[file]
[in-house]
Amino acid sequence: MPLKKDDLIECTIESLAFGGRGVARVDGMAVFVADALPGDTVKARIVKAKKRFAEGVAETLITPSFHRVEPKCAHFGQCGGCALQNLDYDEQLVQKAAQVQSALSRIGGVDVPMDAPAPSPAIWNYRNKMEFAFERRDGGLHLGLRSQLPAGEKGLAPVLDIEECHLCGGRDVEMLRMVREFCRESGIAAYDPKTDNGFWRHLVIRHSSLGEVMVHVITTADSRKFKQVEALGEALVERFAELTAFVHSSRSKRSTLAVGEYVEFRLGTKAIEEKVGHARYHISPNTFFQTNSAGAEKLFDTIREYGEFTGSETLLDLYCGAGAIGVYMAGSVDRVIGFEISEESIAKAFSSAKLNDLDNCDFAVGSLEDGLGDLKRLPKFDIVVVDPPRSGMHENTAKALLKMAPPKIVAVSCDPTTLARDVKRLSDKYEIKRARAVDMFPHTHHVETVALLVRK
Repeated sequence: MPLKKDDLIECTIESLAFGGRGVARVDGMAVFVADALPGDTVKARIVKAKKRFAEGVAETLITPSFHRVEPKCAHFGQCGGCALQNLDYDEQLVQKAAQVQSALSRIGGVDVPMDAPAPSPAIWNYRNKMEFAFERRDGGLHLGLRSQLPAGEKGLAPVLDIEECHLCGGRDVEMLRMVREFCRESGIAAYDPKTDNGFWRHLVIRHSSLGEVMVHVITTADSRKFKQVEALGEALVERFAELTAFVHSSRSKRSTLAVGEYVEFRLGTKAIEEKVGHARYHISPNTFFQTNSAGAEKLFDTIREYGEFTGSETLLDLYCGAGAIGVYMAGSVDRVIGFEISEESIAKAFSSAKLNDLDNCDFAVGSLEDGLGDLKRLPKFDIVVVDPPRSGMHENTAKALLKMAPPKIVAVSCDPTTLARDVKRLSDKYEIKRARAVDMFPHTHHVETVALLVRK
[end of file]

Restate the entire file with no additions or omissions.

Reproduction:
[in-house]
Amino acid sequence: MPLKKDDLIECTIESLAFGGRGVARVDGMAVFVADALPGDTVKARIVKAKKRFAEGVAETLITPSFHRVEPKCAHFGQCGGCALQNLDYDEQLVQKAAQVQSALSRIGGVDVPMDAPAPSPAIWNYRNKMEFAFERRDGGLHLGLRSQLPAGEKGLAPVLDIEECHLCGGRDVEMLRMVREFCRESGIAAYDPKTDNGFWRHLVIRHSSLGEVMVHVITTADSRKFKQVEALGEALVERFAELTAFVHSSRSKRSTLAVGEYVEFRLGTKAIEEKVGHARYHISPNTFFQTNSAGAEKLFDTIREYGEFTGSETLLDLYCGAGAIGVYMAGSVDRVIGFEISEESIAKAFSSAKLNDLDNCDFAVGSLEDGLGDLKRLPKFDIVVVDPPRSGMHENTAKALLKMAPPKIVAVSCDPTTLARDVKRLSDKYEIKRARAVDMFPHTHHVETVALLVRK
Repeated sequence: MPLKKDDLIECTIESLAFGGRGVARVDGMAVFVADALPGDTVKARIVKAKKRFAEGVAETLITPSFHRVEPKCAHFGQCGGCALQNLDYDEQLVQKAAQVQSALSRIGGVDVPMDAPAPSPAIWNYRNKMEFAFERRDGGLHLGLRSQLPAGEKGLAPVLDIEECHLCGGRDVEMLRMVREFCRESGIAAYDPKTDNGFWRHLVIRHSSLGEVMVHVITTADSRKFKQVEALGEALVERFAELTAFVHSSRSKRSTLAVGEYVEFRLGTKAIEEKVGHARYHISPNTFFQTNSAGAEKLFDTIREYGEFTGSETLLDLYCGAGAIGVYMAGSVDRVIGFEISEESIAKAFSSAKLNDLDNCDFAVGSLEDGLGDLKRLPKFDIVVVDPPRSGMHENTAKALLKMAPPKIVAVSCDPTTLARDVKRLSDKYEIKRARAVDMFPHTHHVETVALLVRK